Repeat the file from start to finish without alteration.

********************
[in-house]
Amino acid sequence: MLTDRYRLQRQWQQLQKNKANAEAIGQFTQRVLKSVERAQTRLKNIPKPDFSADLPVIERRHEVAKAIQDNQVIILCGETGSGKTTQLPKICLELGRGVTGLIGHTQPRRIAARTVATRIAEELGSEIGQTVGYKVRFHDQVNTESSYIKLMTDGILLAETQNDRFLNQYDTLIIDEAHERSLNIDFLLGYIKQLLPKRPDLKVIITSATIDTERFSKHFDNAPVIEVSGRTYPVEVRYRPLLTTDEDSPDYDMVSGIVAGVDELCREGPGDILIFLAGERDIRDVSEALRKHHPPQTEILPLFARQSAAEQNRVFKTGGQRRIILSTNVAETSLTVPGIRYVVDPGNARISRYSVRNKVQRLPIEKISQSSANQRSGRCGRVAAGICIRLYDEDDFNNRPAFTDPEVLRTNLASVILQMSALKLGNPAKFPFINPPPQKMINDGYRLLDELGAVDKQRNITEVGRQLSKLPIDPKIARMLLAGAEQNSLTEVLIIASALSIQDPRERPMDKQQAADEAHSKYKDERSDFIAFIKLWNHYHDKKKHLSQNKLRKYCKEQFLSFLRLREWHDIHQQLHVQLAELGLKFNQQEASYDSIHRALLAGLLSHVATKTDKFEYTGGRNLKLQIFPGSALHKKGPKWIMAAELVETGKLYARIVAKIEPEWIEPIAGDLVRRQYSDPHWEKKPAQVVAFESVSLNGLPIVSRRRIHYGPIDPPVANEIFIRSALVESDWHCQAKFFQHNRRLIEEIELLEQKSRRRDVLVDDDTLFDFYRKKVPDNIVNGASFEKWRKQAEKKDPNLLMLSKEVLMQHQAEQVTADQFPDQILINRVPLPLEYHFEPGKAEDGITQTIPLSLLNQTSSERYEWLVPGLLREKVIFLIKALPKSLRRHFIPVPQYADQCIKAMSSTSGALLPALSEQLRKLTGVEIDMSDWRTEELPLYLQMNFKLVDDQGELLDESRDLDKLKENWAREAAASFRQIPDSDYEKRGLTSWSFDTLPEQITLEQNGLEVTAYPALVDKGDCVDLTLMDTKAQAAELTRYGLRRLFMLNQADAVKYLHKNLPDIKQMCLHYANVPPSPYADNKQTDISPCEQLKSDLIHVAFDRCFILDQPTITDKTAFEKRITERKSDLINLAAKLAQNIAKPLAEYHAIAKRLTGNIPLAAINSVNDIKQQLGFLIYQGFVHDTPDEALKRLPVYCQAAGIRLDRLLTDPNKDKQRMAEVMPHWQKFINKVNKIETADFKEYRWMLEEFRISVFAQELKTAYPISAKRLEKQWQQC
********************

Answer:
[in-house]
Amino acid sequence: MLTDRYRLQRQWQQLQKNKANAEAIGQFTQRVLKSVERAQTRLKNIPKPDFSADLPVIERRHEVAKAIQDNQVIILCGETGSGKTTQLPKICLELGRGVTGLIGHTQPRRIAARTVATRIAEELGSEIGQTVGYKVRFHDQVNTESSYIKLMTDGILLAETQNDRFLNQYDTLIIDEAHERSLNIDFLLGYIKQLLPKRPDLKVIITSATIDTERFSKHFDNAPVIEVSGRTYPVEVRYRPLLTTDEDSPDYDMVSGIVAGVDELCREGPGDILIFLAGERDIRDVSEALRKHHPPQTEILPLFARQSAAEQNRVFKTGGQRRIILSTNVAETSLTVPGIRYVVDPGNARISRYSVRNKVQRLPIEKISQSSANQRSGRCGRVAAGICIRLYDEDDFNNRPAFTDPEVLRTNLASVILQMSALKLGNPAKFPFINPPPQKMINDGYRLLDELGAVDKQRNITEVGRQLSKLPIDPKIARMLLAGAEQNSLTEVLIIASALSIQDPRERPMDKQQAADEAHSKYKDERSDFIAFIKLWNHYHDKKKHLSQNKLRKYCKEQFLSFLRLREWHDIHQQLHVQLAELGLKFNQQEASYDSIHRALLAGLLSHVATKTDKFEYTGGRNLKLQIFPGSALHKKGPKWIMAAELVETGKLYARIVAKIEPEWIEPIAGDLVRRQYSDPHWEKKPAQVVAFESVSLNGLPIVSRRRIHYGPIDPPVANEIFIRSALVESDWHCQAKFFQHNRRLIEEIELLEQKSRRRDVLVDDDTLFDFYRKKVPDNIVNGASFEKWRKQAEKKDPNLLMLSKEVLMQHQAEQVTADQFPDQILINRVPLPLEYHFEPGKAEDGITQTIPLSLLNQTSSERYEWLVPGLLREKVIFLIKALPKSLRRHFIPVPQYADQCIKAMSSTSGALLPALSEQLRKLTGVEIDMSDWRTEELPLYLQMNFKLVDDQGELLDESRDLDKLKENWAREAAASFRQIPDSDYEKRGLTSWSFDTLPEQITLEQNGLEVTAYPALVDKGDCVDLTLMDTKAQAAELTRYGLRRLFMLNQADAVKYLHKNLPDIKQMCLHYANVPPSPYADNKQTDISPCEQLKSDLIHVAFDRCFILDQPTITDKTAFEKRITERKSDLINLAAKLAQNIAKPLAEYHAIAKRLTGNIPLAAINSVNDIKQQLGFLIYQGFVHDTPDEALKRLPVYCQAAGIRLDRLLTDPNKDKQRMAEVMPHWQKFINKVNKIETADFKEYRWMLEEFRISVFAQELKTAYPISAKRLEKQWQQC